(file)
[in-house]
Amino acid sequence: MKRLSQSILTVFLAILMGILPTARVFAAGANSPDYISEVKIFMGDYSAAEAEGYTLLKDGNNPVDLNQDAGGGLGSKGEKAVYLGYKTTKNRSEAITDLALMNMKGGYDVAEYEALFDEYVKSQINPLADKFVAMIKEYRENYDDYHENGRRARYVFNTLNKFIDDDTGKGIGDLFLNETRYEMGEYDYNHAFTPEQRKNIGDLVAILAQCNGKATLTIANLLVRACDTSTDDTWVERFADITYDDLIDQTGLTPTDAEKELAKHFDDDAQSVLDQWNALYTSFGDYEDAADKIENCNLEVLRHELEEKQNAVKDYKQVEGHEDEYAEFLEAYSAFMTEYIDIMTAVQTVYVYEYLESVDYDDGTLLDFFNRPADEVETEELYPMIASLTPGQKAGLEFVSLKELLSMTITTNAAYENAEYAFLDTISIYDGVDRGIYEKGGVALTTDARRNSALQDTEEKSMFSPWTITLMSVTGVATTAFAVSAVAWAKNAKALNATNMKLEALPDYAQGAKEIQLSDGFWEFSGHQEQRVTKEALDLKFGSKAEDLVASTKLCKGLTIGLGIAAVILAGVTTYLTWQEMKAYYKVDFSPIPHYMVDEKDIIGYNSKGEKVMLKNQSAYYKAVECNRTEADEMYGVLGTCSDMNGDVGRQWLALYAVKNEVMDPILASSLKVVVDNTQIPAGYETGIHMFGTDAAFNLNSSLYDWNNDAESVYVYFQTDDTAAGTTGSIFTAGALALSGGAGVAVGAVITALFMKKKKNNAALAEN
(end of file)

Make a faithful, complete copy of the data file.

[in-house]
Amino acid sequence: MKRLSQSILTVFLAILMGILPTARVFAAGANSPDYISEVKIFMGDYSAAEAEGYTLLKDGNNPVDLNQDAGGGLGSKGEKAVYLGYKTTKNRSEAITDLALMNMKGGYDVAEYEALFDEYVKSQINPLADKFVAMIKEYRENYDDYHENGRRARYVFNTLNKFIDDDTGKGIGDLFLNETRYEMGEYDYNHAFTPEQRKNIGDLVAILAQCNGKATLTIANLLVRACDTSTDDTWVERFADITYDDLIDQTGLTPTDAEKELAKHFDDDAQSVLDQWNALYTSFGDYEDAADKIENCNLEVLRHELEEKQNAVKDYKQVEGHEDEYAEFLEAYSAFMTEYIDIMTAVQTVYVYEYLESVDYDDGTLLDFFNRPADEVETEELYPMIASLTPGQKAGLEFVSLKELLSMTITTNAAYENAEYAFLDTISIYDGVDRGIYEKGGVALTTDARRNSALQDTEEKSMFSPWTITLMSVTGVATTAFAVSAVAWAKNAKALNATNMKLEALPDYAQGAKEIQLSDGFWEFSGHQEQRVTKEALDLKFGSKAEDLVASTKLCKGLTIGLGIAAVILAGVTTYLTWQEMKAYYKVDFSPIPHYMVDEKDIIGYNSKGEKVMLKNQSAYYKAVECNRTEADEMYGVLGTCSDMNGDVGRQWLALYAVKNEVMDPILASSLKVVVDNTQIPAGYETGIHMFGTDAAFNLNSSLYDWNNDAESVYVYFQTDDTAAGTTGSIFTAGALALSGGAGVAVGAVITALFMKKKKNNAALAEN